Firefighters receive ice-rescue training

WHITEMAN AIR FORCE BASE, Mo. – Mr. Rick Stroud, 509th Civil Engineer Squadron crew chief lead firefighter rescues volunteer victim, Airman 1st Class Carlin Leslie, 509th Bomb Wing public affairs, from the base lake during an ice rescue training exercise, Jan. 13, 2010.   A successful ice rescue requires at a minimum three trained firefighters. (U.S. Air Force photo/Senior Airman Jessica Mae Snow)

WHITEMAN AIR FORCE BASE, Mo. – Mr. Rick Stroud, 509th Civil Engineer Squadron crew chief lead firefighter rescues volunteer victim, Airman 1st Class Carlin Leslie, 509th Bomb Wing public affairs, from the base lake during an ice rescue training exercise, Jan. 13, 2010. A successful ice rescue requires at a minimum three trained firefighters. (U.S. Air Force photo/Senior Airman Jessica Mae Snow)

WHITEMAN AIR FORCE BASE, Mo. -- Whiteman firefighters trained new additions at the base lake during January's frigid weather, here, to certify and prepare them for emergencies on ice and cold-water rescue.

"This is great training that a lot of the firefighters haven't had, and we are focused on getting 100-percent personnel trained," said Rick Stroud, 509th Civil Engineer Squadron lead firefighter. "Any specialized training we can get really benefits Whiteman as well as the department."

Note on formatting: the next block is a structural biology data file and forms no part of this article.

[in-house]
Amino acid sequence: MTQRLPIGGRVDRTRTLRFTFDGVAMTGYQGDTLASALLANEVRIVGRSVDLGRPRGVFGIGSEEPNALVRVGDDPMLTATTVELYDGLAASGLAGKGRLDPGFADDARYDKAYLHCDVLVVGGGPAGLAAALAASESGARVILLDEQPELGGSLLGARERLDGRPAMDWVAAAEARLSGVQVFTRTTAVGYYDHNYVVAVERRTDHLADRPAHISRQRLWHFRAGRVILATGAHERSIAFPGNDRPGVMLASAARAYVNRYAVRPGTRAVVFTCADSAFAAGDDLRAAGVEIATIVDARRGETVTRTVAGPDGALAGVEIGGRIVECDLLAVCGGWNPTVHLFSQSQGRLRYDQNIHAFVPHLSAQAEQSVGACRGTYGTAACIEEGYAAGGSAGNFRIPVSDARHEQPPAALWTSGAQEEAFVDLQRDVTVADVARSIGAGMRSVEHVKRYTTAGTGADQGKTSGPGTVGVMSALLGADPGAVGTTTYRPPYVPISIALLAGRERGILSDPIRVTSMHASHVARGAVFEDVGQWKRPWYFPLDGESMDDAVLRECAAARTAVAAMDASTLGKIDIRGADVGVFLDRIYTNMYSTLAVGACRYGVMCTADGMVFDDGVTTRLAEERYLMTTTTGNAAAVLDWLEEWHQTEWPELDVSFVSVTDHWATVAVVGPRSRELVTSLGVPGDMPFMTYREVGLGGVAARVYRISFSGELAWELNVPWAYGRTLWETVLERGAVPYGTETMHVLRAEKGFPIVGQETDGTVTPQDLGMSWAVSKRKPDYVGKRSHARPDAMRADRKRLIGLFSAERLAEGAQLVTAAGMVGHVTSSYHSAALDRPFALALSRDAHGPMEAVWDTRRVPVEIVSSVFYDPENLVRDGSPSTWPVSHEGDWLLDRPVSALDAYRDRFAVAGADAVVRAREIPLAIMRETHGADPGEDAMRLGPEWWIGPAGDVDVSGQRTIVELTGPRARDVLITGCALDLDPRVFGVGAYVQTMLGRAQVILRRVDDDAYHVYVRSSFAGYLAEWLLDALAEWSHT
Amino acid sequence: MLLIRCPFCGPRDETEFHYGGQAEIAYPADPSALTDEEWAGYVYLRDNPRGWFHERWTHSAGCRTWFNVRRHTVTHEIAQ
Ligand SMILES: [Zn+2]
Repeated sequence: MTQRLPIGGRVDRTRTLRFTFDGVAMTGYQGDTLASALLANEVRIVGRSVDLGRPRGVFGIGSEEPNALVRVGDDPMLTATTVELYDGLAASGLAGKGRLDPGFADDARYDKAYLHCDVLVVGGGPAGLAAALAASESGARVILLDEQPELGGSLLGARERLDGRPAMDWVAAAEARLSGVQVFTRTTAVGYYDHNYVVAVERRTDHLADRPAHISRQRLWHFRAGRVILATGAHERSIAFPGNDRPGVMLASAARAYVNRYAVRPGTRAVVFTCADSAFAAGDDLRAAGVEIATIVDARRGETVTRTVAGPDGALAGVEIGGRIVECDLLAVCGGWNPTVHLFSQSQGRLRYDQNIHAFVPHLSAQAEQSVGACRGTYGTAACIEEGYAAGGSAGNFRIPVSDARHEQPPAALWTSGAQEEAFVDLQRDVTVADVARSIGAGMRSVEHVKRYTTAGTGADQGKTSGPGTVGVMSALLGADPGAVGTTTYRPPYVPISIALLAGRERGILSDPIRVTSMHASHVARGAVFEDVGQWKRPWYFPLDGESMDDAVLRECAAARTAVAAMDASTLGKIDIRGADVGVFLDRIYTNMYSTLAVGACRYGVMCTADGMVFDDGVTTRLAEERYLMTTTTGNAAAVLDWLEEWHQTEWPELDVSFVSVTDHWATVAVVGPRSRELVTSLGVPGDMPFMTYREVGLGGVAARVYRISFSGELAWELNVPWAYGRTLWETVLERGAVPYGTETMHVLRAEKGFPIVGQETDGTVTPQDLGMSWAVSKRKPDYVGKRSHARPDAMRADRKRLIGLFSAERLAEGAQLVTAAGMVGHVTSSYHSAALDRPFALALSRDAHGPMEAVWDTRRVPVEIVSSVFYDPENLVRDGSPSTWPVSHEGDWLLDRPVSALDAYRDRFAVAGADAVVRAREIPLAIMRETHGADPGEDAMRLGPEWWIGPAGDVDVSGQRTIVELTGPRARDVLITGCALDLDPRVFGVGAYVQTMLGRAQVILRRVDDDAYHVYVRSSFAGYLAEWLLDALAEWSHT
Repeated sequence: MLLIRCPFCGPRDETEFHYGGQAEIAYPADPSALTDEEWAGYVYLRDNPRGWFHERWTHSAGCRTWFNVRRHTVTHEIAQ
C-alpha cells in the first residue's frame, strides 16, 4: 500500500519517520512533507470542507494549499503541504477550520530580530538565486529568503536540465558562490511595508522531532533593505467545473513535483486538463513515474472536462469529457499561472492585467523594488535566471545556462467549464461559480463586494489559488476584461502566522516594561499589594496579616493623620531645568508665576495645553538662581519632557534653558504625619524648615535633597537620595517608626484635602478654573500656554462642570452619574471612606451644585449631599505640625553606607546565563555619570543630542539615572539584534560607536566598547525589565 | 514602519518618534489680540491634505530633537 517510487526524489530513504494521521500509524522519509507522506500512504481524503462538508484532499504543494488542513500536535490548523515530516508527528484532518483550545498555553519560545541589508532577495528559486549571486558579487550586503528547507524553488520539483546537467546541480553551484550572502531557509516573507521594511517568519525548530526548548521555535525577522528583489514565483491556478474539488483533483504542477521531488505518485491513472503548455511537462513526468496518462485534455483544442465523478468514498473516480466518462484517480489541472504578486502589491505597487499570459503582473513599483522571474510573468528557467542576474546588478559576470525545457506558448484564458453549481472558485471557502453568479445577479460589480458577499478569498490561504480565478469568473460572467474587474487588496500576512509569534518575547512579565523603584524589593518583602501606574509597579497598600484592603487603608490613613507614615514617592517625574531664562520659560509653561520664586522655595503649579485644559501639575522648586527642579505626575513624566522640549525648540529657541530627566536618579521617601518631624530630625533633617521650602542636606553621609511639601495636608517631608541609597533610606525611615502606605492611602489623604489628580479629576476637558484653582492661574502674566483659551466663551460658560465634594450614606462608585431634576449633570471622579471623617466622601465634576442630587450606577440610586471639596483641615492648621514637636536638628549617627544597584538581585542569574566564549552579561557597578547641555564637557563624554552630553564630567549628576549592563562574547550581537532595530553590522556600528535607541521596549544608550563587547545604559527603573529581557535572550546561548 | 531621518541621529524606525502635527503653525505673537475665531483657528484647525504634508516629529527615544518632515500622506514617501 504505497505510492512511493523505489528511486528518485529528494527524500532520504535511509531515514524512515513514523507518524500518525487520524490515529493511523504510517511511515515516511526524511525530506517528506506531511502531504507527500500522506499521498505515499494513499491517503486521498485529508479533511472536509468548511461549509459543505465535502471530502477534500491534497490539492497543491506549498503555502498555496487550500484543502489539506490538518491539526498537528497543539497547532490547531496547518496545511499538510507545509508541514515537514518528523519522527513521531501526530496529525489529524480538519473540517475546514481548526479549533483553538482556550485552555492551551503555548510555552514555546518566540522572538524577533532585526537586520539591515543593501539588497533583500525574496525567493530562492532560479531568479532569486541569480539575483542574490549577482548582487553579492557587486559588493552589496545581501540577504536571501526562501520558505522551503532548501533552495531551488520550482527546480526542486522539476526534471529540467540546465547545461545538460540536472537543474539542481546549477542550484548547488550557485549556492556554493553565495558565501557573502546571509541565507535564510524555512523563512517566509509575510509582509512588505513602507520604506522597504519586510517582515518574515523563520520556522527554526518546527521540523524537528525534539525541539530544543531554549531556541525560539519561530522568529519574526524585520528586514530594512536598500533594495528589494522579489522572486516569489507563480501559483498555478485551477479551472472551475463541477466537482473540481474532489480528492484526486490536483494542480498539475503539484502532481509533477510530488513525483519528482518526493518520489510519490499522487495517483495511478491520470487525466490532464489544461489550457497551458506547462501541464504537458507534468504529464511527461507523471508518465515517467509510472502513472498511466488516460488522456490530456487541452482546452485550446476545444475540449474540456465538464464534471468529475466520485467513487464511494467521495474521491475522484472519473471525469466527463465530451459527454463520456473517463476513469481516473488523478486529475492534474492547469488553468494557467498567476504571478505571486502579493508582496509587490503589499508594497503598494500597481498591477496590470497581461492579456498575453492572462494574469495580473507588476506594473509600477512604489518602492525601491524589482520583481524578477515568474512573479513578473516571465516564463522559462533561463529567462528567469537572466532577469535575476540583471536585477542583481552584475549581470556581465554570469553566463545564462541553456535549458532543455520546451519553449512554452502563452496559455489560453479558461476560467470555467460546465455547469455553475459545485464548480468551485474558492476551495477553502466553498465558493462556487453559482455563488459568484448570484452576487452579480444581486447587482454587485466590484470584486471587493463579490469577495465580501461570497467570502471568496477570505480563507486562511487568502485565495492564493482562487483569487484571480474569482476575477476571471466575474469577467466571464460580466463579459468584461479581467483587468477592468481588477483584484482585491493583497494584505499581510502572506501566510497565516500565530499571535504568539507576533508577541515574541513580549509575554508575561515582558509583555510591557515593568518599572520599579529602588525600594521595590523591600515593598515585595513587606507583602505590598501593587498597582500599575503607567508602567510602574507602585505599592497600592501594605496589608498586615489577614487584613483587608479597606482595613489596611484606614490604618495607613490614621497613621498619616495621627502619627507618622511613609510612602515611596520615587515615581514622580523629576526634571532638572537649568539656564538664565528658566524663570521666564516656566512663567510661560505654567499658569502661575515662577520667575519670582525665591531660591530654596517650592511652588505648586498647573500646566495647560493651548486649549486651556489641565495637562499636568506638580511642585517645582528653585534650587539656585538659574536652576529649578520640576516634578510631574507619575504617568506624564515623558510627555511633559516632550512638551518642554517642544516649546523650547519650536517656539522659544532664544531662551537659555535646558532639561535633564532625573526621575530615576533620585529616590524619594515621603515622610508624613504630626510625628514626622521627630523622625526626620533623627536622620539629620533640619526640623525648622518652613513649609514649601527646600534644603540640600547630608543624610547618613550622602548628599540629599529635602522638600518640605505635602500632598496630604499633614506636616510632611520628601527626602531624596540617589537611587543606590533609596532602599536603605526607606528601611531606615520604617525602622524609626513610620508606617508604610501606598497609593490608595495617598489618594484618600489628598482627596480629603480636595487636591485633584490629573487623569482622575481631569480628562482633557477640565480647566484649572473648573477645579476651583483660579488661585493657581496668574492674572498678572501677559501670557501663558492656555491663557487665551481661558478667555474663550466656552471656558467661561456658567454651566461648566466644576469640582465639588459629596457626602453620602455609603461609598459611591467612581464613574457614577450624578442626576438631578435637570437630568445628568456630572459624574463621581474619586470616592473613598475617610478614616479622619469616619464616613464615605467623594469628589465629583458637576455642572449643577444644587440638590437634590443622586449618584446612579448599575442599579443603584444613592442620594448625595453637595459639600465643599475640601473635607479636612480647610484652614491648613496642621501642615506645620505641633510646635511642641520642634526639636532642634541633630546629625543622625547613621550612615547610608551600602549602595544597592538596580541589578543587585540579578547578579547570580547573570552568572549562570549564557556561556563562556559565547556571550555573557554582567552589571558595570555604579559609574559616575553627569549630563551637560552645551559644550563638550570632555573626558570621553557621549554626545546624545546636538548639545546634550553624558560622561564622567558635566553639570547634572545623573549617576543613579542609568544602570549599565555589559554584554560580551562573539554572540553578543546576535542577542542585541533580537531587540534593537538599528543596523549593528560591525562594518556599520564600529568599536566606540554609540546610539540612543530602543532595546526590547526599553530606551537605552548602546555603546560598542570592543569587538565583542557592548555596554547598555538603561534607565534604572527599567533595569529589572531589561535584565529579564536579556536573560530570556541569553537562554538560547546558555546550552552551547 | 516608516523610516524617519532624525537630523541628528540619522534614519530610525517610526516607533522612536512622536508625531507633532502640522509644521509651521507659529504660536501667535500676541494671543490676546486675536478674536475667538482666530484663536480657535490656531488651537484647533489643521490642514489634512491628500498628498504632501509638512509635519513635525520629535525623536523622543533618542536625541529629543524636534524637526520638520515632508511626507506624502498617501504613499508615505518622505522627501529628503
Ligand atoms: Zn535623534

Firefighters take advantage of the cold weather during the winter months when there is ice over the base lake to train according to Mr. Stroud.

"Each shift, we try to go out to the base lake and train about two or three times a year," Mr. Stroud said.

According to Mr. Stroud, firefighters are initially trained in a classroom environment and cover the material before they are brought out to the stalls.

"We go over all the tools and equipment that is necessary for that type of emergency," Mr. Stroud said. "Then, we'll take everyone out to the base lake and prepare them to go into the ice.

"We have suits we use to go into 'pretty much' any type of cold water." Mr. Stroud said. "It keeps us dry and warm for a certain amount of time."

Team Whiteman members are encouraged to be safe when around the base lake.

"If someone witnesses a person or animal going into the cold water or ice, don't try and go after them, because it could make one victim into multiple," Mr. Stroud said. "Citizens should call 911, and a specialized team will be sent out."